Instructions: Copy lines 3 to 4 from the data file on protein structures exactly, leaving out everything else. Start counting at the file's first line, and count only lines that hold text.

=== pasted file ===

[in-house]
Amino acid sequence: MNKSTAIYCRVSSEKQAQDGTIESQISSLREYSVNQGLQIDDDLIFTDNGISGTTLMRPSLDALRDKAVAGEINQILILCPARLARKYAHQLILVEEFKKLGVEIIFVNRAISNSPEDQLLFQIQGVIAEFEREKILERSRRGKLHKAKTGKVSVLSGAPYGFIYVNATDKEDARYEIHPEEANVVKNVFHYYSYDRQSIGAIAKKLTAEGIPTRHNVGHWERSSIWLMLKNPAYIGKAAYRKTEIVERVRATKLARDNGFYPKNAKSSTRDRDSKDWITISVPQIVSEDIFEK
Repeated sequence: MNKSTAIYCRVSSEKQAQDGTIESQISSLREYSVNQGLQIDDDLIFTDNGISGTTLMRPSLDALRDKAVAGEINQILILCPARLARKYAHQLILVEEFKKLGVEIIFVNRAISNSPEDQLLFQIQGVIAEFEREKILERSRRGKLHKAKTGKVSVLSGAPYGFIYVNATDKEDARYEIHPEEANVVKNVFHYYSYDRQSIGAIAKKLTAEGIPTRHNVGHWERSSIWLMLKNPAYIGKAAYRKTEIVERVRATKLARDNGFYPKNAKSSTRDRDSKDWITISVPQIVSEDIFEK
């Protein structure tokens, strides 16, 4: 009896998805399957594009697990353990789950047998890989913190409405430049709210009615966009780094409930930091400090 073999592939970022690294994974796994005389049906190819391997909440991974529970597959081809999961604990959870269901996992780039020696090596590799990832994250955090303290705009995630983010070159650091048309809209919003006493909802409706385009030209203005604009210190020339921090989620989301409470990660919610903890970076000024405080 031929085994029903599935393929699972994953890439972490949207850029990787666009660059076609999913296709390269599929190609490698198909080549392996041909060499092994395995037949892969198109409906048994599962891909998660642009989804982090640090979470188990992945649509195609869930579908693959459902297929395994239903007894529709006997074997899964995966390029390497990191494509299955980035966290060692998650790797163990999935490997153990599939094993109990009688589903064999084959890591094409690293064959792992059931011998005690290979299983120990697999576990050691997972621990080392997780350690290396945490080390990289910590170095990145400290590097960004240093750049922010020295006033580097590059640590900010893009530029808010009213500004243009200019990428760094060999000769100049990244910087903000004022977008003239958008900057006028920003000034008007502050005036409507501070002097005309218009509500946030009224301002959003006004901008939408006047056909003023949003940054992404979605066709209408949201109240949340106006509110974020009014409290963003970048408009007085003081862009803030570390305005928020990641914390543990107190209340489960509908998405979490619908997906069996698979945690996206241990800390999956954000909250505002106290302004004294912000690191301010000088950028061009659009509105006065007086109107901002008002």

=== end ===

Repeated sequence: MNKSTAIYCRVSSEKQAQDGTIESQISSLREYSVNQGLQIDDDLIFTDNGISGTTLMRPSLDALRDKAVAGEINQILILCPARLARKYAHQLILVEEFKKLGVEIIFVNRAISNSPEDQLLFQIQGVIAEFEREKILERSRRGKLHKAKTGKVSVLSGAPYGFIYVNATDKEDARYEIHPEEANVVKNVFHYYSYDRQSIGAIAKKLTAEGIPTRHNVGHWERSSIWLMLKNPAYIGKAAYRKTEIVERVRATKLARDNGFYPKNAKSSTRDRDSKDWITISVPQIVSEDIFEK
């Protein structure tokens, strides 16, 4: 009896998805399957594009697990353990789950047998890989913190409405430049709210009615966009780094409930930091400090 073999592939970022690294994974796994005389049906190819391997909440991974529970597959081809999961604990959870269901996992780039020696090596590799990832994250955090303290705009995630983010070159650091048309809209919003006493909802409706385009030209203005604009210190020339921090989620989301409470990660919610903890970076000024405080 031929085994029903599935393929699972994953890439972490949207850029990787666009660059076609999913296709390269599929190609490698198909080549392996041909060499092994395995037949892969198109409906048994599962891909998660642009989804982090640090979470188990992945649509195609869930579908693959459902297929395994239903007894529709006997074997899964995966390029390497990191494509299955980035966290060692998650790797163990999935490997153990599939094993109990009688589903064999084959890591094409690293064959792992059931011998005690290979299983120990697999576990050691997972621990080392997780350690290396945490080390990289910590170095990145400290590097960004240093750049922010020295006033580097590059640590900010893009530029808010009213500004243009200019990428760094060999000769100049990244910087903000004022977008003239958008900057006028920003000034008007502050005036409507501070002097005309218009509500946030009224301002959003006004901008939408006047056909003023949003940054992404979605066709209408949201109240949340106006509110974020009014409290963003970048408009007085003081862009803030570390305005928020990641914390543990107190209340489960509908998405979490619908997906069996698979945690996206241990800390999956954000909250505002106290302004004294912000690191301010000088950028061009659009509105006065007086109107901002008002």